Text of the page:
While you'll often have time to experiment with camera settings when shooting landscapes, it's still good to have a starting point. In this week's guide we'll show you how to set up your camera to achieve maximum depth of field, shoot a sunrise or sunset and add motion blur to subjects like moving water.
Best camera settings for landscapes with maximum depth of field
Keeping everything sharp, from the closest foliage or rocks right into the far distance, is a classic landscape photography technique.
There are loads of technical charts and data that can be used to work out what's known as the hyperfocal distance, but shooting with a wide-angle lens, such as an 18mm on an SLR with an APS-C sized sensor, you don't need to get bogged down in them.
Choosing a small aperture, such as f/16, and manually focusing around three metres of the way into the scene will allow you to keep everything from around a metre away from the camera to the far distance in focus.
Although it's not critical for this technique, you should also make sure that the shutter speed set by the camera is fast enough for you to hand hold the camera steady enough to avoid camera shake.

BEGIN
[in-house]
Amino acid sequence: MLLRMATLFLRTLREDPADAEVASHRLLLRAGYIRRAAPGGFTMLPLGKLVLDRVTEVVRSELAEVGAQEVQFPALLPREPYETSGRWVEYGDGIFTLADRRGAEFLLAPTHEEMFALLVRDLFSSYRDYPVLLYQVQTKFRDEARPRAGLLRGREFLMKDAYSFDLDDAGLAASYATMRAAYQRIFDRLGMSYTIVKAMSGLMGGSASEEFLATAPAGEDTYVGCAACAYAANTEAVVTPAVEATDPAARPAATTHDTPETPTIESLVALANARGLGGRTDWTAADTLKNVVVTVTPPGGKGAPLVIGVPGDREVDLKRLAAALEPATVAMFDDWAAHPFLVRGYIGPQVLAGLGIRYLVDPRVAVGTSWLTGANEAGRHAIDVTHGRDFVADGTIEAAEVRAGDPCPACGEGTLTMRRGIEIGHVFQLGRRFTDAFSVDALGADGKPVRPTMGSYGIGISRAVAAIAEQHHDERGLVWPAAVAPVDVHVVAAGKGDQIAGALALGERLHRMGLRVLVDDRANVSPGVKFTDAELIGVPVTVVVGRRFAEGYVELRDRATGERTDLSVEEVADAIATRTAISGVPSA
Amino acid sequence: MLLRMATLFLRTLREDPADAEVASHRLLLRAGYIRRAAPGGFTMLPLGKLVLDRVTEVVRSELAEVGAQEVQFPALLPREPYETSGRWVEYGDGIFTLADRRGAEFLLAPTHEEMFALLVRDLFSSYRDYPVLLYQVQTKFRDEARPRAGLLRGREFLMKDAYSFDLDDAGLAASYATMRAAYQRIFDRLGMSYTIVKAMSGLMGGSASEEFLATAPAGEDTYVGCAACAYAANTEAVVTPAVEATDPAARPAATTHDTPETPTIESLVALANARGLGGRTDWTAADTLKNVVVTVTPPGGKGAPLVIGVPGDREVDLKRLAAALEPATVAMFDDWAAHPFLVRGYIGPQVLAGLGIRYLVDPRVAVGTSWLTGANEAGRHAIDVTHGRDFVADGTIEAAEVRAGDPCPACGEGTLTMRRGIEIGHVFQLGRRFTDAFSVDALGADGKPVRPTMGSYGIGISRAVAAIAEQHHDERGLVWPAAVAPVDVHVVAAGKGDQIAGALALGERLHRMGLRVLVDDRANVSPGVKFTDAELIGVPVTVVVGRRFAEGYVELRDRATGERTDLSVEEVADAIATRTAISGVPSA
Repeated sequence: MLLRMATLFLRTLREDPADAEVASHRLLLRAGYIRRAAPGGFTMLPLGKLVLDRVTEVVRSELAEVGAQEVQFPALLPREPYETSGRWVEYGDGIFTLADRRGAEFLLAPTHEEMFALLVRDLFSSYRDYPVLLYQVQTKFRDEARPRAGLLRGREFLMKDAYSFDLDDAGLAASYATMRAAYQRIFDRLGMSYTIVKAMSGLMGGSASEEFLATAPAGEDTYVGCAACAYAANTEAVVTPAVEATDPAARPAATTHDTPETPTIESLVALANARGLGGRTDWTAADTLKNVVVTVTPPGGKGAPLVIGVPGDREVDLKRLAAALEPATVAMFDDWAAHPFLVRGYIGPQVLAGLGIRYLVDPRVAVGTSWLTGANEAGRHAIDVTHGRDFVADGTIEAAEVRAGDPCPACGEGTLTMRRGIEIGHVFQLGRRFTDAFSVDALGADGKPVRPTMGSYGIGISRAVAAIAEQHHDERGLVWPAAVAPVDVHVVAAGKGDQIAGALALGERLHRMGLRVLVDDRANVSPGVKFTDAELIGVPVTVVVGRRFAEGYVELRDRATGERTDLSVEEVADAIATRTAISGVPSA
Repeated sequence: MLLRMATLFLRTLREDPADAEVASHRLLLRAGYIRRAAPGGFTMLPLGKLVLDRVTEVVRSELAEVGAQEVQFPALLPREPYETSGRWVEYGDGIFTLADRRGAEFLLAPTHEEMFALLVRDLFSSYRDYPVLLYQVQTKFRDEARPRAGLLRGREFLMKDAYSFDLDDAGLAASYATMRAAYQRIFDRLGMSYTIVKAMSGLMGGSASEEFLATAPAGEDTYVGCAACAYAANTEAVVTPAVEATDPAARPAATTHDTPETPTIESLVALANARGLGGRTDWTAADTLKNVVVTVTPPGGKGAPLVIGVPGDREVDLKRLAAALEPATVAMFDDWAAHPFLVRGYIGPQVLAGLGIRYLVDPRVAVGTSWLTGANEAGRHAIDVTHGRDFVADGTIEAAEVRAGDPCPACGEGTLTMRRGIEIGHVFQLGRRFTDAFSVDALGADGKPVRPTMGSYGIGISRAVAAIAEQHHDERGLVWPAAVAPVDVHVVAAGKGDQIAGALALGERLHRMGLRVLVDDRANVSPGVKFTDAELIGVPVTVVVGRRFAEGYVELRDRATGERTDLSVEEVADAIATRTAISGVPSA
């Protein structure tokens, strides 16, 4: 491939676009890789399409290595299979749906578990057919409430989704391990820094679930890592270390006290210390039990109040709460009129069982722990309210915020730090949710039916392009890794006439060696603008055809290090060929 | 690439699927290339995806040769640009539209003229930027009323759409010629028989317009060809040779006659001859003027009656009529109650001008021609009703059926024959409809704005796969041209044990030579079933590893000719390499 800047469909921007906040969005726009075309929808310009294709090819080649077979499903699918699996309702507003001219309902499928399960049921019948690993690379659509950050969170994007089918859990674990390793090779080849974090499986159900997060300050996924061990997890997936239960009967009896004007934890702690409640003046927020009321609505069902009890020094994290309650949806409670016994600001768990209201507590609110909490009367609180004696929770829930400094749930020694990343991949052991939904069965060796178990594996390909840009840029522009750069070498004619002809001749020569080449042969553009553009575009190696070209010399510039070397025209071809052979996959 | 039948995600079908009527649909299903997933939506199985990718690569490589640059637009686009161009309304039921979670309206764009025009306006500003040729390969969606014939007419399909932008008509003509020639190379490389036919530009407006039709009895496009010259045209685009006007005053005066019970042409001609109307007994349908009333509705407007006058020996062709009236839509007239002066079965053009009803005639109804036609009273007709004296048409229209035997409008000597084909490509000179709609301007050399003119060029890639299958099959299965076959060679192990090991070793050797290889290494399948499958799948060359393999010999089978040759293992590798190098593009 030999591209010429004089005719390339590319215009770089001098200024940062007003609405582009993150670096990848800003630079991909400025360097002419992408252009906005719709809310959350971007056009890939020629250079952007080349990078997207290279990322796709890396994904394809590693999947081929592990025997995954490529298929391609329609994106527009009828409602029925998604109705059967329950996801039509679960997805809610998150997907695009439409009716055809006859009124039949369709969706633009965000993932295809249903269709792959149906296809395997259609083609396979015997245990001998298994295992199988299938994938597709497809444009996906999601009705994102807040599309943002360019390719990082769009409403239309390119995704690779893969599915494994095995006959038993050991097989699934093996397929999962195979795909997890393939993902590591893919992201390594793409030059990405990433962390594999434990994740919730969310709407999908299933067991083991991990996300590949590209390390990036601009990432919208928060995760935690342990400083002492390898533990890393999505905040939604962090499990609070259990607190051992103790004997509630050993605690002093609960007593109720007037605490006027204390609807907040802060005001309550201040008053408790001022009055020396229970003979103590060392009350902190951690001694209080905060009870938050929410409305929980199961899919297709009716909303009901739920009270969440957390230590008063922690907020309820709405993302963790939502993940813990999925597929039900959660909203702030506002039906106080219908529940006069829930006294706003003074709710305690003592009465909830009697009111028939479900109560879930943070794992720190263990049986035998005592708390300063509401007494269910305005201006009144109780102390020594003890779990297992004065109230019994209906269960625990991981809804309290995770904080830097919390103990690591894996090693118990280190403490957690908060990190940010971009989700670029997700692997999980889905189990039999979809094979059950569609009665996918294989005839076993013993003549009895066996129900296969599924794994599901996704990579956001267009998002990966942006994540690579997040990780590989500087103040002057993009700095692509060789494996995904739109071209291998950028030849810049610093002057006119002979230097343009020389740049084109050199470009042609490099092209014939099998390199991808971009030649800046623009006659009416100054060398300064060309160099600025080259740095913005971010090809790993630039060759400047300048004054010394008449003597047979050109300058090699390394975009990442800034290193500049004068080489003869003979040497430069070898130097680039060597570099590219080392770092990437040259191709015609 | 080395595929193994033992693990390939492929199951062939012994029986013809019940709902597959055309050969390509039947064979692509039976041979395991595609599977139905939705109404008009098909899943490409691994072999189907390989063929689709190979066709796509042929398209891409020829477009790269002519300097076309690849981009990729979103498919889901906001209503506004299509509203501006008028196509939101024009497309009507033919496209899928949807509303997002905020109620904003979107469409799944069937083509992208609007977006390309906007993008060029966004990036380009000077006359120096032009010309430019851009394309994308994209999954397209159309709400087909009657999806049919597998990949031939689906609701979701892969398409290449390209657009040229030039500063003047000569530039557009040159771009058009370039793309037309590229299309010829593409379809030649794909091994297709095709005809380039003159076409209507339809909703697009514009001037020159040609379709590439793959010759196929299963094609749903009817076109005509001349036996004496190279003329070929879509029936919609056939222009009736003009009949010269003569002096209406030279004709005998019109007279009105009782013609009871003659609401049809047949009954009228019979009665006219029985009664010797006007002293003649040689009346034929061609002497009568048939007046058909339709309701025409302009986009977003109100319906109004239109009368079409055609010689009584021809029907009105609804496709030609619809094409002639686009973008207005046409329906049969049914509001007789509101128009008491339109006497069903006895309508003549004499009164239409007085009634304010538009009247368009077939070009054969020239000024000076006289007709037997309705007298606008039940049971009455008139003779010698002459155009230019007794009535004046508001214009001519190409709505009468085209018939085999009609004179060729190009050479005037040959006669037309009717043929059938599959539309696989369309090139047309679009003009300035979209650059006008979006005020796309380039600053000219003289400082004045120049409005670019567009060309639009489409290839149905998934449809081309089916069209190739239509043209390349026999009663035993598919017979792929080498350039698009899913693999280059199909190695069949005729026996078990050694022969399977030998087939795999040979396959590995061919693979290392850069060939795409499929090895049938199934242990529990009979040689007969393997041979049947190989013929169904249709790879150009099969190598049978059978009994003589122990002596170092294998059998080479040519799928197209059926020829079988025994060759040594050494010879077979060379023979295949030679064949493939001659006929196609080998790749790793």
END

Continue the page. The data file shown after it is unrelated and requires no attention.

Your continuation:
If the shutter speed drops below 1/30sec you'll need to put the camera on a tripod, or increase the ISO setting to 200 or 400.
How to set up your camera to achieve maximum depth of field
Exposure mode: Aperture Priority (A or Av)
You need to set the Exposure mode to A or Av, and then select a small aperture such as f/16. Going for this small aperture will ensure that there is plenty of depth of field when using a wide-angle lens.
Focus mode: Manual
Switch to manual focus, and then carefully focus on a subject which is around three metres from the camera. This will mean that everything from around one metre to infinity will be sharp in your shot.
Shutter speed: Set by camera
Lens: 18 to 24mm
Drive mode: Single shot
White balance: Daylight